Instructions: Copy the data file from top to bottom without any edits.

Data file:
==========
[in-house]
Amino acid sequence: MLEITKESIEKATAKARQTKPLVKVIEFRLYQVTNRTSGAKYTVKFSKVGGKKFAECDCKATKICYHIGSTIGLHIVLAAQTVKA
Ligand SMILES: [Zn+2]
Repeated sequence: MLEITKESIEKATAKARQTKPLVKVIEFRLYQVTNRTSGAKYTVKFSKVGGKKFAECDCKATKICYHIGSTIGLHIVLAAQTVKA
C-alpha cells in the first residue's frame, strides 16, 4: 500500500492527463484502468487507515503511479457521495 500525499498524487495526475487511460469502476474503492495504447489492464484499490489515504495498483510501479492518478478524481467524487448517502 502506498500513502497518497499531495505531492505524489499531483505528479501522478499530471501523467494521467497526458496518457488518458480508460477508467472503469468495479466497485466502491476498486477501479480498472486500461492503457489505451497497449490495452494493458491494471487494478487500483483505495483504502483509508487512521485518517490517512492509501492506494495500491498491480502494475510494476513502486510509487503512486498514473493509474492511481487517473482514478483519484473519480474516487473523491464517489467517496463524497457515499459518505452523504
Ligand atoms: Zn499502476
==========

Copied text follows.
[in-house]
Amino acid sequence: MLEITKESIEKATAKARQTKPLVKVIEFRLYQVTNRTSGAKYTVKFSKVGGKKFAECDCKATKICYHIGSTIGLHIVLAAQTVKA
Ligand SMILES: [Zn+2]
Repeated sequence: MLEITKESIEKATAKARQTKPLVKVIEFRLYQVTNRTSGAKYTVKFSKVGGKKFAECDCKATKICYHIGSTIGLHIVLAAQTVKA
C-alpha cells in the first residue's frame, strides 16, 4: 500500500492527463484502468487507515503511479457521495 500525499498524487495526475487511460469502476474503492495504447489492464484499490489515504495498483510501479492518478478524481467524487448517502 502506498500513502497518497499531495505531492505524489499531483505528479501522478499530471501523467494521467497526458496518457488518458480508460477508467472503469468495479466497485466502491476498486477501479480498472486500461492503457489505451497497449490495452494493458491494471487494478487500483483505495483504502483509508487512521485518517490517512492509501492506494495500491498491480502494475510494476513502486510509487503512486498514473493509474492511481487517473482514478483519484473519480474516487473523491464517489467517496463524497457515499459518505452523504
Ligand atoms: Zn499502476